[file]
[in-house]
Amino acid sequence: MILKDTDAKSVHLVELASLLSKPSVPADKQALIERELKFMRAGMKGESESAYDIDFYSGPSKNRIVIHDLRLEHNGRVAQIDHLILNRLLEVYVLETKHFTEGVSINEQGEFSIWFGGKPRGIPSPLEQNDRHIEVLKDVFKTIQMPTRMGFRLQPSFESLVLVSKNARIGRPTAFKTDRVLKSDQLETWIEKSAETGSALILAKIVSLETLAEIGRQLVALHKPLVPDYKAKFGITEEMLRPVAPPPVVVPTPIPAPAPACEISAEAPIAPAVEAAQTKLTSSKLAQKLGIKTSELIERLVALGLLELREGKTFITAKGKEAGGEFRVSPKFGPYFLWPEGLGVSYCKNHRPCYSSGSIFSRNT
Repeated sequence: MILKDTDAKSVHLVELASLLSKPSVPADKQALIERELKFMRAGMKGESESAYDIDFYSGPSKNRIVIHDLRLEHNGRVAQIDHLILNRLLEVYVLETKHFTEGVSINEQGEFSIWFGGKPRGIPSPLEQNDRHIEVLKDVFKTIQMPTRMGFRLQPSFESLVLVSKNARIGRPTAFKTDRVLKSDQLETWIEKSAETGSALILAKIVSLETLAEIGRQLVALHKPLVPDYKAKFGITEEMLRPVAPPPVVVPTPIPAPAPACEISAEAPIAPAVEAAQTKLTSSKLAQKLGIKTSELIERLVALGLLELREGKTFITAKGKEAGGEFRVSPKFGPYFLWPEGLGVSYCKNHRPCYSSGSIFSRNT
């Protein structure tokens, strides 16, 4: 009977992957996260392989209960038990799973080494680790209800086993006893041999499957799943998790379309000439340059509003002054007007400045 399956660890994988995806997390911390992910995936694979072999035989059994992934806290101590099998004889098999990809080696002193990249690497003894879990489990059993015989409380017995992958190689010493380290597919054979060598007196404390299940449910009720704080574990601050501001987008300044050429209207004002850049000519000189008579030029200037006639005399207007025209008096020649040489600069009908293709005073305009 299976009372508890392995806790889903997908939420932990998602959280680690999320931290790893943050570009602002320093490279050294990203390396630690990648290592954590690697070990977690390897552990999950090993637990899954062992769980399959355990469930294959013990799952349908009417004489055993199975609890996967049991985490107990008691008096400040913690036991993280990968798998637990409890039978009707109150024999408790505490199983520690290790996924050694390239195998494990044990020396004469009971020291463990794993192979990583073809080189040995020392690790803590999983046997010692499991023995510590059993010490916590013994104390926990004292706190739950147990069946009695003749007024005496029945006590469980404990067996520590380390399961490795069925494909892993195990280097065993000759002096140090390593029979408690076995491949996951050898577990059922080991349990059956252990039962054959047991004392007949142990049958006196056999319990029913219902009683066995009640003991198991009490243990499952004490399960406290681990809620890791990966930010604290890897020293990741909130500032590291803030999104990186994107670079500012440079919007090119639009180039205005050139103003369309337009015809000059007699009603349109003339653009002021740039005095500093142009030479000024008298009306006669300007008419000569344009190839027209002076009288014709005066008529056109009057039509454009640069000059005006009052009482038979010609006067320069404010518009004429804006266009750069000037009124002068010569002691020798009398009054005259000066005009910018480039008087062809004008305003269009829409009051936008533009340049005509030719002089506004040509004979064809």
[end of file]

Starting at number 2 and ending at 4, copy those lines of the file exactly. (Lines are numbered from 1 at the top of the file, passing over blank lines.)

Amino acid sequence: MILKDTDAKSVHLVELASLLSKPSVPADKQALIERELKFMRAGMKGESESAYDIDFYSGPSKNRIVIHDLRLEHNGRVAQIDHLILNRLLEVYVLETKHFTEGVSINEQGEFSIWFGGKPRGIPSPLEQNDRHIEVLKDVFKTIQMPTRMGFRLQPSFESLVLVSKNARIGRPTAFKTDRVLKSDQLETWIEKSAETGSALILAKIVSLETLAEIGRQLVALHKPLVPDYKAKFGITEEMLRPVAPPPVVVPTPIPAPAPACEISAEAPIAPAVEAAQTKLTSSKLAQKLGIKTSELIERLVALGLLELREGKTFITAKGKEAGGEFRVSPKFGPYFLWPEGLGVSYCKNHRPCYSSGSIFSRNT
Repeated sequence: MILKDTDAKSVHLVELASLLSKPSVPADKQALIERELKFMRAGMKGESESAYDIDFYSGPSKNRIVIHDLRLEHNGRVAQIDHLILNRLLEVYVLETKHFTEGVSINEQGEFSIWFGGKPRGIPSPLEQNDRHIEVLKDVFKTIQMPTRMGFRLQPSFESLVLVSKNARIGRPTAFKTDRVLKSDQLETWIEKSAETGSALILAKIVSLETLAEIGRQLVALHKPLVPDYKAKFGITEEMLRPVAPPPVVVPTPIPAPAPACEISAEAPIAPAVEAAQTKLTSSKLAQKLGIKTSELIERLVALGLLELREGKTFITAKGKEAGGEFRVSPKFGPYFLWPEGLGVSYCKNHRPCYSSGSIFSRNT
């Protein structure tokens, strides 16, 4: 009977992957996260392989209960038990799973080494680790209800086993006893041999499957799943998790379309000439340059509003002054007007400045 399956660890994988995806997390911390992910995936694979072999035989059994992934806290101590099998004889098999990809080696002193990249690497003894879990489990059993015989409380017995992958190689010493380290597919054979060598007196404390299940449910009720704080574990601050501001987008300044050429209207004002850049000519000189008579030029200037006639005399207007025209008096020649040489600069009908293709005073305009 299976009372508890392995806790889903997908939420932990998602959280680690999320931290790893943050570009602002320093490279050294990203390396630690990648290592954590690697070990977690390897552990999950090993637990899954062992769980399959355990469930294959013990799952349908009417004489055993199975609890996967049991985490107990008691008096400040913690036991993280990968798998637990409890039978009707109150024999408790505490199983520690290790996924050694390239195998494990044990020396004469009971020291463990794993192979990583073809080189040995020392690790803590999983046997010692499991023995510590059993010490916590013994104390926990004292706190739950147990069946009695003749007024005496029945006590469980404990067996520590380390399961490795069925494909892993195990280097065993000759002096140090390593029979408690076995491949996951050898577990059922080991349990059956252990039962054959047991004392007949142990049958006196056999319990029913219902009683066995009640003991198991009490243990499952004490399960406290681990809620890791990966930010604290890897020293990741909130500032590291803030999104990186994107670079500012440079919007090119639009180039205005050139103003369309337009015809000059007699009603349109003339653009002021740039005095500093142009030479000024008298009306006669300007008419000569344009190839027209002076009288014709005066008529056109009057039509454009640069000059005006009052009482038979010609006067320069404010518009004429804006266009750069000037009124002068010569002691020798009398009054005259000066005009910018480039008087062809004008305003269009829409009051936008533009340049005509030719002089506004040509004979064809």